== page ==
Macedonia removes unexploded bombs from beauty spot
Macedonian police announced Monday that a clean up operation of the Ohrid lake beauty spot in the south west of the country yielded six tonnes of explosives from several past conflicts.
"There were unexploded mines, bombs and different munitions for the Balkans wars in the 1900s and World War I and World War II that were found on the bottom of Lake Ohrid and posed a potential danger to the population," the Macedonian interior ministry said in a statement.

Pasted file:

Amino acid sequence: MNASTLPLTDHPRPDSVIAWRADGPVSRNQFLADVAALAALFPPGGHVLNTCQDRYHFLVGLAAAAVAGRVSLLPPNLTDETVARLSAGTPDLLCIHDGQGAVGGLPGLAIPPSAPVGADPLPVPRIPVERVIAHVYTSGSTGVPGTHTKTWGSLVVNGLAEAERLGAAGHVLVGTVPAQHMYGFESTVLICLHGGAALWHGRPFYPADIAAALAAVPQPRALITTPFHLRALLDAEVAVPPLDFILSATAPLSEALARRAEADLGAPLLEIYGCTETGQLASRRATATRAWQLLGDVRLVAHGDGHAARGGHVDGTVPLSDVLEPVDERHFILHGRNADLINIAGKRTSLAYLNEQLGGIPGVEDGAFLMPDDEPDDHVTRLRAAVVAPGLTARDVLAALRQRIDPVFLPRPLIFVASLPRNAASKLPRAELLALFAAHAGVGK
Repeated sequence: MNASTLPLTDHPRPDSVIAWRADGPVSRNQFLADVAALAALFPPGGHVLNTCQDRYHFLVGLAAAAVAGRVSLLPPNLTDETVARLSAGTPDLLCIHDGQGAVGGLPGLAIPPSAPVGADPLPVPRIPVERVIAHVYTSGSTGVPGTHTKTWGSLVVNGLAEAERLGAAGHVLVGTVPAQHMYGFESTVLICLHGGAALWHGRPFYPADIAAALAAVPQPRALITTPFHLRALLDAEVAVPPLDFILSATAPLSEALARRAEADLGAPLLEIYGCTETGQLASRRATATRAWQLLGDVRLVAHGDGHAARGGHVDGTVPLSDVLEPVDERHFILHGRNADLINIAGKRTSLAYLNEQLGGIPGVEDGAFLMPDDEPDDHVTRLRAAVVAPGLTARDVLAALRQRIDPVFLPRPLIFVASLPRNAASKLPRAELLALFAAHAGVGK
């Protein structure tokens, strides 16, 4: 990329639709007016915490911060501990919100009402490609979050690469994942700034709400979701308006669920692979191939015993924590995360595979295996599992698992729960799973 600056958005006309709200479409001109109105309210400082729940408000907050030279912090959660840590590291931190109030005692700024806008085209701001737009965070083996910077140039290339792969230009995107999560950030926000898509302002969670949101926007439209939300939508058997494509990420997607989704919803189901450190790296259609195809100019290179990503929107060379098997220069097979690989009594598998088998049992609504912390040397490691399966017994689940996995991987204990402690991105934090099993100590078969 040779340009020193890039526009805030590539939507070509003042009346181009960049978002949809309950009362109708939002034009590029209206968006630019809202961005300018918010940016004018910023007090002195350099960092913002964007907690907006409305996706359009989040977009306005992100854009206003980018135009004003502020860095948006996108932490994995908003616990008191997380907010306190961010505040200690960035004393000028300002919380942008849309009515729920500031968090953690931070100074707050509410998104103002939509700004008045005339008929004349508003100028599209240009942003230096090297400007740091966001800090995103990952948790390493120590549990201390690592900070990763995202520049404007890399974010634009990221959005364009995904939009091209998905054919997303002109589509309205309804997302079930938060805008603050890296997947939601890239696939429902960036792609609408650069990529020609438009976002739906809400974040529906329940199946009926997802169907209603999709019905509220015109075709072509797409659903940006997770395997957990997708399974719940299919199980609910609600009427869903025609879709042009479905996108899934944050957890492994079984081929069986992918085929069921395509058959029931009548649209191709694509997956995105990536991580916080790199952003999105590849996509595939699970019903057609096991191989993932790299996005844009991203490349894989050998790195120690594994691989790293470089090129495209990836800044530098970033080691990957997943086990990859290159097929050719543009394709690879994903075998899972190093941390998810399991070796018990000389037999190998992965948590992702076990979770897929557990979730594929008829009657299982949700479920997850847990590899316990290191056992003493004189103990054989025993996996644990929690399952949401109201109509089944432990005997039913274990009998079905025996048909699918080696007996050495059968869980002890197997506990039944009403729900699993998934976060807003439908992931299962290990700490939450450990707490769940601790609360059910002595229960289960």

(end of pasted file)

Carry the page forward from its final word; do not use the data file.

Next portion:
The de-mining operation started a months ago with US aid, the ministry added. Last year a similar operation netted 7.3 tonnes of explosives.
"This time sophisticated techniques were used to detect dangerous materials that rested in the deepest parts of the lake," the ministry explained.
The 358-square-kilometre (138-square-mile) lake is the deepest in the Balkans at 288 metres (945 feet). It is a UNESCO world heritage site and Macedonia's main tourist attraction.
The lake straddles the border between Macedonia and Albania and has a unique ecosystem with more than 200 endemic species.
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